The sands of time have a way of obscuring and even masking the massive spiritual recession and upheaval of our era. Yet glimmers of renewal and restoration reside just below the sometimes-destructive surface amid the changing cultural and religious landscape of our great nation.

California is a case in point.

After the moral and social revolution of the 60s and 70s, it would not have been a form of bad manners to conclude the radical winds had permanently shifted much that was good, beautiful, just, true, and wholesome in that remarkable state, effacing especially the now all-but-forgotten reality that for most of American history, California was a robustly faith-oriented state.

Erased for instance are:  Father Serra and the genius-founding of the California missions; Billy Graham and his historically-important revivals of his prolonged southern California visits which lit a torch for religion all across the nation; the Azusa Street Revival of Los Angeles that fundamentally changed that City of Angels forever; and on and on goes the list, mostly now cancelled amid molten-PC.

I had a personal shimmering of all this in the early 2000s when I was working as a special assistant to President George W. Bush at the White House, having been invited to speak near Los Angeles to an large gathering of evangelicals who held Biblical views of marriage and human life.

Upon my arrival, a friend who worked in those years for evangelist Greg Laurie, who subsequently became a friend too, was gracious enough to arrange for me to meet with Rev. Robert Schuller at the Crystal Cathedral in Garden Grove, and with Pastor Chuck Smith who founded the Calvary Chapel movement — now rightly getting so much attention and interest because of the sleeper and surprise-hit-film about his ministry, JESUS REVOLUTION.

I met with Pastor Chuck at his church office, Calvary Chapel Costa Mesa, which had been the church of my dear friend Melinda for nearly 30 years.  It was probably the most spiritually enriching meeting I have ever had.  I had never met this famous man, and from the start of our meeting until its conclusion an hour later, he asked me zero questions about politics or the White House or Washington DC.

Instead, all that Pastor Chuck wanted to talk about was the spiritual tempo of our nation and the foundational importance of sharing the Gospel wherever the Lord placed us.  It was as if I were meeting an old friend for a coffee-klatch. His humility, verve, and intelligence were the leitmotifs of the meeting and I supposed we could have talked all day.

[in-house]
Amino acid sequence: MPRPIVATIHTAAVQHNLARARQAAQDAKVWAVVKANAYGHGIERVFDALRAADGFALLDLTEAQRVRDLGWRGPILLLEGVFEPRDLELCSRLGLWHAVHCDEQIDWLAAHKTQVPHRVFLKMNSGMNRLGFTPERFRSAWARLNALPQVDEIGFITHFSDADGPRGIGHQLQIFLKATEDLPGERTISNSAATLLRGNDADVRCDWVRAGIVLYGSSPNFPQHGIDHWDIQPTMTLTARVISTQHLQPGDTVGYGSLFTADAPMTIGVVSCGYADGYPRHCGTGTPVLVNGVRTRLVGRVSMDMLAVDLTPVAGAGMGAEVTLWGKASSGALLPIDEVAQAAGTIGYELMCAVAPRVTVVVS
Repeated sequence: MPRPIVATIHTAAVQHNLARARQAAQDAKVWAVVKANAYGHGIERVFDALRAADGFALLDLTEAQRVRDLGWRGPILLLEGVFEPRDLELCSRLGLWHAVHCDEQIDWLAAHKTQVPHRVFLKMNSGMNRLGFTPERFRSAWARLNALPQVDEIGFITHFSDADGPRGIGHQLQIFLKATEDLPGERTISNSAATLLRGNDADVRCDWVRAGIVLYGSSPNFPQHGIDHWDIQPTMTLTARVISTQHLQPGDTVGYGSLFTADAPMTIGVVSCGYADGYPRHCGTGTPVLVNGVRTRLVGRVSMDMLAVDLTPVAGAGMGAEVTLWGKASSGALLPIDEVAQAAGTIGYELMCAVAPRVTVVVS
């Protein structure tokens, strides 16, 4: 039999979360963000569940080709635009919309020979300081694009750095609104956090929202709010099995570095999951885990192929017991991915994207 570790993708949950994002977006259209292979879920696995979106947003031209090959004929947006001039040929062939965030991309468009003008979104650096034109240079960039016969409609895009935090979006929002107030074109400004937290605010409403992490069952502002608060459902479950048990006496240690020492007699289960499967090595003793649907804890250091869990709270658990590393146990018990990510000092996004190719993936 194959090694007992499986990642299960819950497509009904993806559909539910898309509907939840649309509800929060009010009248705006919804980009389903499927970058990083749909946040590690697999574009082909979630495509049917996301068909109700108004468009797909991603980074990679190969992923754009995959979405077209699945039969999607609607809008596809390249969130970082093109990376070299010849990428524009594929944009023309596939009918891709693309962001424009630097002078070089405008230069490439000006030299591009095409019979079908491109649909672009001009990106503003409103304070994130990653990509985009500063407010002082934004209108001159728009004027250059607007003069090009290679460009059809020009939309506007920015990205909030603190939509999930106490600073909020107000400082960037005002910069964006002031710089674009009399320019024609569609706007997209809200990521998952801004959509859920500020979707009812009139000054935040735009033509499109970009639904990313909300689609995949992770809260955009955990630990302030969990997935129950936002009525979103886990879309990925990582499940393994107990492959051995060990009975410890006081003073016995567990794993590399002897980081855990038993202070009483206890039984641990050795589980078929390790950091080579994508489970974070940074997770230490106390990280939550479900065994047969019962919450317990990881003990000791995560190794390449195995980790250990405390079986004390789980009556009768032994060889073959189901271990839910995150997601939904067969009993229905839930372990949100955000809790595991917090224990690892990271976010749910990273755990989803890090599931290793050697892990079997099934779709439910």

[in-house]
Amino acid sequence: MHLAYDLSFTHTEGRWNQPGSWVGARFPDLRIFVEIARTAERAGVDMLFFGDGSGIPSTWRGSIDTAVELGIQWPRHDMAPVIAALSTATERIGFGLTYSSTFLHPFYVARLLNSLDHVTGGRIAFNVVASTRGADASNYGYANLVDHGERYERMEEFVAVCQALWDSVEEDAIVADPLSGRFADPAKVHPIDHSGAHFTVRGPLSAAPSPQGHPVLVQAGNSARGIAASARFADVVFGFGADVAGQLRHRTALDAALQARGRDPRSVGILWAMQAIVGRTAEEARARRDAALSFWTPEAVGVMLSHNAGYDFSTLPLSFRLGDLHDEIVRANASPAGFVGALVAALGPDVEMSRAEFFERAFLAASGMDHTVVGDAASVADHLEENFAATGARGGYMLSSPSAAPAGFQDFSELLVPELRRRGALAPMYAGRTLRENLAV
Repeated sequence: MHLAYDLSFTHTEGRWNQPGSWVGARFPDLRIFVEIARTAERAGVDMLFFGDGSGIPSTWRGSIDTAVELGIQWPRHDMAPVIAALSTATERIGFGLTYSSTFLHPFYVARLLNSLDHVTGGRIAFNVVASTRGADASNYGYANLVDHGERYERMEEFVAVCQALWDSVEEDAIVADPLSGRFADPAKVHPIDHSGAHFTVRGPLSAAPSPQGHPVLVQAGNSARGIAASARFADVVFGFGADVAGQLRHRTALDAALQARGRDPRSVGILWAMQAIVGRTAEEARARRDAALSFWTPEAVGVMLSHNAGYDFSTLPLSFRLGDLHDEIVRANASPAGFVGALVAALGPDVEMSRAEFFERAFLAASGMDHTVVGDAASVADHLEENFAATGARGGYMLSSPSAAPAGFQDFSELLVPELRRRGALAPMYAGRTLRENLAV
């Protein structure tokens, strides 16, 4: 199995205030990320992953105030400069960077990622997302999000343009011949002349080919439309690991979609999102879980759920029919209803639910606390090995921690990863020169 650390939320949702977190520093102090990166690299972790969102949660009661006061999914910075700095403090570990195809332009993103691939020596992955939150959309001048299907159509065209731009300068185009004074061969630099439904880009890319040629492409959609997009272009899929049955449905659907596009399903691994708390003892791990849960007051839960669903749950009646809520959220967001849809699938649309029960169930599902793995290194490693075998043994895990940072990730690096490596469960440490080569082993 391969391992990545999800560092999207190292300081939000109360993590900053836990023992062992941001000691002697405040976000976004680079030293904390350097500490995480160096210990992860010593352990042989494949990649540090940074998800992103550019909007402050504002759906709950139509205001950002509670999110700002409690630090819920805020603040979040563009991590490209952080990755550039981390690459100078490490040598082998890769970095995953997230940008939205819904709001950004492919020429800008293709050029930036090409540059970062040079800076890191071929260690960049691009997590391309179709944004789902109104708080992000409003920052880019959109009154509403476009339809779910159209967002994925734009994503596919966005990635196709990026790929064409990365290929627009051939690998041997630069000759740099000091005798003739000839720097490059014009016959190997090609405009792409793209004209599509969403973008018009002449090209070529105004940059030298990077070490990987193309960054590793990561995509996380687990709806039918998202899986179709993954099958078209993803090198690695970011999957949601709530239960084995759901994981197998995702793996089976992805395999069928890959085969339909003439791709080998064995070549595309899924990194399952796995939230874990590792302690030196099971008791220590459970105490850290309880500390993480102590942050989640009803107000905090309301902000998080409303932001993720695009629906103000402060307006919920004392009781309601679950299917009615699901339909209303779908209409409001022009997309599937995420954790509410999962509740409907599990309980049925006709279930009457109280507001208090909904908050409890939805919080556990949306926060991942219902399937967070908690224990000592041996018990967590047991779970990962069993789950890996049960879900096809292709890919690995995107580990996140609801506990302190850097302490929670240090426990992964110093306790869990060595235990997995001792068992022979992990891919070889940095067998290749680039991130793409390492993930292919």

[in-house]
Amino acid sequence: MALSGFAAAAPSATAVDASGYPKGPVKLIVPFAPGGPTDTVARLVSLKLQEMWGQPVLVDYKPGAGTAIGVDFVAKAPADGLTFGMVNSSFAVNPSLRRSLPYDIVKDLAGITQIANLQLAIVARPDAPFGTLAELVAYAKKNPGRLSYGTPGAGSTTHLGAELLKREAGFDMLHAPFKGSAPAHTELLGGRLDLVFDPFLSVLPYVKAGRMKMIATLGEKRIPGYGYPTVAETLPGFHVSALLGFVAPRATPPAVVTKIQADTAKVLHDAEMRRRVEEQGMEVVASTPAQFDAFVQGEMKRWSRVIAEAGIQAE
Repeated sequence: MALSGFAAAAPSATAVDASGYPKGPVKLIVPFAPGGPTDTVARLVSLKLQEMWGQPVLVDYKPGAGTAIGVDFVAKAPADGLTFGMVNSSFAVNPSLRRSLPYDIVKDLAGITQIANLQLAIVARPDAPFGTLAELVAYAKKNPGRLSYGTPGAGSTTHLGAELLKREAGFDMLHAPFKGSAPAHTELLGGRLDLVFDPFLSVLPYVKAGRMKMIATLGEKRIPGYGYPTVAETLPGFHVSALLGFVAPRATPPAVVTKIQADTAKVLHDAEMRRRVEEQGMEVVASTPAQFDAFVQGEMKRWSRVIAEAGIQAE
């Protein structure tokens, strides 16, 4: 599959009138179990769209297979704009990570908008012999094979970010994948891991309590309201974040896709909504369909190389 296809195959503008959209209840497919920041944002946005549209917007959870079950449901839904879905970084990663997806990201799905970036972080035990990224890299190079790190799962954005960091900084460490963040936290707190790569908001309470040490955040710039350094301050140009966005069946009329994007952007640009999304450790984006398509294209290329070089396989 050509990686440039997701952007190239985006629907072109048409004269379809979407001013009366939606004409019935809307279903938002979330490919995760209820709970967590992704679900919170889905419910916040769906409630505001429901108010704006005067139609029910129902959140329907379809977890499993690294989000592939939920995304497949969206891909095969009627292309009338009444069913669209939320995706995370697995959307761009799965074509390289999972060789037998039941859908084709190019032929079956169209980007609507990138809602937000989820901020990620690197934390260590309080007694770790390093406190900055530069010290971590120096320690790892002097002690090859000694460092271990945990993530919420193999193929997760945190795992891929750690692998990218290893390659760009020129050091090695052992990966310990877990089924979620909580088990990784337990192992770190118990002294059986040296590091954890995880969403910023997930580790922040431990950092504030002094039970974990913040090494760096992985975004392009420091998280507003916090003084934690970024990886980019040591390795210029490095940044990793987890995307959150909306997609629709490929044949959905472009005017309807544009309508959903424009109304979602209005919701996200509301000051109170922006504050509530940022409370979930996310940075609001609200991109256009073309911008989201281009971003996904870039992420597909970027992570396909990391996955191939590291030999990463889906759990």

Before I departed, he asked if he might offer ‘a word of prayer’ for President Bush and his family. I readily accepted, and his beautiful words flowed as a soft rain. I left feeling the dash of his generosity of heart and love for our nation.  He had touched millions of hippie and yippie lives yet there was no artifice or bravado, only goodness.

From there, we motored to Crystal Cathedral for a meeting with Reverend Schuller.  The sun was brilliant that day, the best kind of southern California optic, and I remember walking the grounds of the cathedral and seeing the way the light was streaming through the endless glass windows; soaring and grand amid pools of fountain-water.

Upon being escorted into seeing Dr. Schuller, he nimbly moved a photo of himself with President Clinton behind another large photo. I told him not to worry in the least, that I was aware of his friendship with the former president and thought it was a wonderful thing indeed.

For the next 15-20 minutes or so, he outlined his five largest concerns about the nation; his five answers to those concerns; and a fleet summary of how those action items might be implemented.  The contrast and style with the Chuck Smith meeting was significant:  both men of faith yet opposite in how they saw the nation and I suppose the world. I never for a moment doubled the sincerity of both in their contrasting ways of communicating.

Those towering figures of American religion now belong to the ages.  The Crystal Cathedral has been shifted to other hands; the long-running HOUR OF POWER broadcast is a memory.  The pastels of the 80s and 90s seem long-ago.

Two weeks after these meetings, I met with another remarkable figure of American Christianity, also a Californian who had transplanted himself and his weighty ministry to Florida.  Bill Bright was the founder of Campus Crusade for Christ. As I sat in his sunny Orlando dining room, he shared with me his friendship with former president Reagan’s mother who he said had spent part of her time in Los Angeles handing out Christian tracts on street corners ‘to people who did not know the Lord’ in southern California.

What these people had in common was uncommon grace, and a zeal in their contrasting personal tempos to tell others about Jesus Christ.

Do we as a nation any longer recall the matchless contributions of Chuck Smith, Robert Schuller, Bill Bright, and Nell Reagan?  Yes, I think we do, and the film JESUS REVOLUTION is the kind of cultural reminder that just when you think the sands of time have obscured the importance of what happened, the truth emerges like a welcomed, refreshing wind.

Aleksandr Solzhenitsyn famously wrote “One word of truth will outweigh the world.”

Photo from Calvary Chapel.